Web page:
Volume: 133(8) - August, 2011
Much has been said about the 21st Century becoming known as the Asian one. The dramatic increase of manuscript submissions to JMD particularly from China and India is testimony to the increased activity of researchers from Asia on the international scene. I was recently on a month-long trip to Japan, Taiwan and China, in part on behalf of JMD. I also met with many researchers from South Korea, which I have visited several times in the past. I came away with a few impressions that I would like to share as they pertain to JMD, its authors and readers. I freely admit they may be just shallow quick impressions, but often these are what count for most people.
Everyone is pre-occupied with China, and China is preoccupied with everyone else.China’s accomplishments to date are nothing short of marvelous and one cannot stop wondering if this would have ever been possible without strong, centralized government decision making, certainly within such a short time span. Scaling everything to the size of the population is really awesome —in the non-vernacular meaning of the word. While maintaining a sense of proportion, such extremely rapid growth is probably comparable to the golden age of ancient Greece, so one expects a similar production of intellectual wealth to be just over the horizon. Yet, China’s centralization as a requirement for economic welfare seems to be an impediment for intellectual welfare. A small number of distinguished Chinese scholars have shepherded academic research in past decades, but a much larger number of senior academics dominate all decision making. The system is similar to the old European one that has been cracking apart and gradually abandoned in Europe. The energy, enthusiasm and fresh thinking of young researchers, as you would find it in the USA, is definitely there but it is hard to discern. As a result, the work submitted may be often competent but not very inspiring.
The leaders in Chinese academia seem to recognize this state of affairs. There is increasingly a strong emphasis on ‘international metrics’, like citations, impact factors, number of papers in international journals, number of international recognitions and awards, number of editorial boards, and so on. All these seem to aim at placing China in its rightful place on the international research scene, and they do. Yet, most of us in the West know that this is also a game, a system that can be “gamed.” Do you really evaluate Einstein’s creativity by his refrigerator patents? How many? Per year? Lucky that Albert had this nice entrepreneurial student Leó Szilárd.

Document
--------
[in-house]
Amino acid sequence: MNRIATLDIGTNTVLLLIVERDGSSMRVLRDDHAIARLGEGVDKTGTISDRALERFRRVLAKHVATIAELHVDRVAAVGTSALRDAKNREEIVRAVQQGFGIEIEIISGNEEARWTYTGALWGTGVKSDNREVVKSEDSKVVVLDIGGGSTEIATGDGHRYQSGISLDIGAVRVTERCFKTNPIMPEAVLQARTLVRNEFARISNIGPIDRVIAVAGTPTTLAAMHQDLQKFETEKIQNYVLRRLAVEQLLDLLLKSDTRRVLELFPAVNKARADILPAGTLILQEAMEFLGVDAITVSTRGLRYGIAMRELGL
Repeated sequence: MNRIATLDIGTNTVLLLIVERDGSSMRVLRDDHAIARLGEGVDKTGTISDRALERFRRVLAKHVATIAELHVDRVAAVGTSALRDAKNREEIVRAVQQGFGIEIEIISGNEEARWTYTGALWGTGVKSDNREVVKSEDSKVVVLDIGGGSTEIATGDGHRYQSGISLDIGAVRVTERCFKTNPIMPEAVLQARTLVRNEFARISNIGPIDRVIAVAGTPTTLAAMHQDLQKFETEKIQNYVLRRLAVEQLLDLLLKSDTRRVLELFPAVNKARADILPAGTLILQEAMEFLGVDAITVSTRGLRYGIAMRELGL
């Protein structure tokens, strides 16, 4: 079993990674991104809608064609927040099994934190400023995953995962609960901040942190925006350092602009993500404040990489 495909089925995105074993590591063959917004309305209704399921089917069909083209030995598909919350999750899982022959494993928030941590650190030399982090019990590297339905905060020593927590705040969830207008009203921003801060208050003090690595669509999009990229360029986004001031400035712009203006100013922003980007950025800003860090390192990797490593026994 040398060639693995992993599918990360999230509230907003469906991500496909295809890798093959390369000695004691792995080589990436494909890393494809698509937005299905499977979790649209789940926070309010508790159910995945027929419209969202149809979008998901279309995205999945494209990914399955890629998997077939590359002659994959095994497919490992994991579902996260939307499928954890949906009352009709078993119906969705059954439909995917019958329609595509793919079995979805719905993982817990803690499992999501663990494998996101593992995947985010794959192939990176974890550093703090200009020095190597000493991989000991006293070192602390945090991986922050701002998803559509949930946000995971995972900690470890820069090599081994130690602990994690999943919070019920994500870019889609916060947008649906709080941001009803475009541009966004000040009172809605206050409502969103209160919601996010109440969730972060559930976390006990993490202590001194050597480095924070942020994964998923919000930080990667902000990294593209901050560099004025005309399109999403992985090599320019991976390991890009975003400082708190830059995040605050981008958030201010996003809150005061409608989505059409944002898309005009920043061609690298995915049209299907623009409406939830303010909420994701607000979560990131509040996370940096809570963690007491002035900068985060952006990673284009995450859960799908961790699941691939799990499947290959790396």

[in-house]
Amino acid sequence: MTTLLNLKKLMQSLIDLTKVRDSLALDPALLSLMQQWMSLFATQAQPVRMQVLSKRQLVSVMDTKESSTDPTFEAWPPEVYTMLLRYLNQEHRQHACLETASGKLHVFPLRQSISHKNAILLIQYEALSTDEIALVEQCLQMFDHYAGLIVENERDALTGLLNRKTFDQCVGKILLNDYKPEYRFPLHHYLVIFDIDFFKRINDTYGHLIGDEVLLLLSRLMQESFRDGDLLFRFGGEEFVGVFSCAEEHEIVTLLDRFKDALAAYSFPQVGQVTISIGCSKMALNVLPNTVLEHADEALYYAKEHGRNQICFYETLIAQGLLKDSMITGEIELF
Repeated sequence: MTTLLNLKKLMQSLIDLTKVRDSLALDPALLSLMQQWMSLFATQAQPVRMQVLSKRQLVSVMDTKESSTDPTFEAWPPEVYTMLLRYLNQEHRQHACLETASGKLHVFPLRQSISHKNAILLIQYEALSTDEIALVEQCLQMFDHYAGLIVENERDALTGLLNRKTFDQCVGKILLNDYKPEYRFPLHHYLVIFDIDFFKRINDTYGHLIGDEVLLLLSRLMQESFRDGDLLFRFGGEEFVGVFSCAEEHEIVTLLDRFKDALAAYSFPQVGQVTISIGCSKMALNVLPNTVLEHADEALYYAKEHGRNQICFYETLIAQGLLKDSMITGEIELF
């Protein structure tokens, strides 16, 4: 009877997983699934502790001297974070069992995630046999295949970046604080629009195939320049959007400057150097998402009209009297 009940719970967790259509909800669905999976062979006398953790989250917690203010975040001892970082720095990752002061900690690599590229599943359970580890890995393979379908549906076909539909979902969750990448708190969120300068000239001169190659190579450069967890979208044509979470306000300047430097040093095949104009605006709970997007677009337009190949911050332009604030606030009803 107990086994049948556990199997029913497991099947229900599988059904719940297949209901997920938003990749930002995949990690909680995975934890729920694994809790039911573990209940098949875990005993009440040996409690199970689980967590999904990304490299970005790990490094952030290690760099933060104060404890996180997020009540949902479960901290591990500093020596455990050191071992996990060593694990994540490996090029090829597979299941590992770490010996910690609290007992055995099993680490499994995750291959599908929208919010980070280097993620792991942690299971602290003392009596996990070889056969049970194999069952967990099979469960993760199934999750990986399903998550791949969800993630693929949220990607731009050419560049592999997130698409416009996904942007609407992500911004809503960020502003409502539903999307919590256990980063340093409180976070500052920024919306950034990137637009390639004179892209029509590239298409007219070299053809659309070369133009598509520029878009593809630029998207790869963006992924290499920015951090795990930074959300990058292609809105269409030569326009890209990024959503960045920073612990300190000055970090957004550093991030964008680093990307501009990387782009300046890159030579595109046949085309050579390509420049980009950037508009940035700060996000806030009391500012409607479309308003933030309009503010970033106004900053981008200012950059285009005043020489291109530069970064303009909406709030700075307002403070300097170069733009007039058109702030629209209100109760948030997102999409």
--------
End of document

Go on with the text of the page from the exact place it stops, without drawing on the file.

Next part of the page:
Then again, new scholarly work can be built only on deep knowledge of the current state of the art, and new ideas and intuition come usually after understanding and transcending the older ones. Chinese researchers are learning how to balance these competing needs. More freedom to younger researchers will help scholarly creativity. In a sense, design is a new field for Chinese researchers and I expect it to be a main beneficiary of increased activity by its younger research generation.
Japan has been a long-time strong player in research. It is well known that the state of its economy over the past decade or so, exacerbated by the recent disasters, has generated a subdued mood in the country. Interesting to our present discussion is the apparent disengagement of academic and industrial research that has been going on for a long time in many areas where Japan is considered an innovator. Now there seems to be a renewed awareness that universities are good at actually doing useful research rather than just filtering good students to be taught the real knowledge after they graduate and get employed. If this trend grows, I expect that very interesting work will be appearing in our journal from these collaborations, particularly in design research.
Taiwan of course is the special case of a plant that grows beautifully in the shade with quick growth spurts when it catches the sun. Taiwanese scholars, just like South Koreans, have been a mainstay of the American research enterprise for decades. Taiwan is probably too small for all their smart people. There has been tremendous progress in their academic enterprise over the past two decades or so. Design is increasingly becoming recognized in curricula through projects and competitions. Building on a long history of kinematics and mechanisms research, a broader design research community is growing with good industry ties particularly in smart devices and systems.
In future issues we will be hosting guest editorials from colleagues in these countries who will offer their own insights on design research and on JMD’s relevance to their local efforts. Much innovation, energy and optimism is coming from Asia and we should all celebrate it and help our colleagues there meet their aspirations. They have their own problems to solve and they will get lots more as time goes by —Asia is the key to the long-term solution of the sustainability challenge. I can easily state on behalf of all of our editorial board members that JMD aspires to serve as a positive agent in our Asian colleagues’ efforts to advance design scholarship.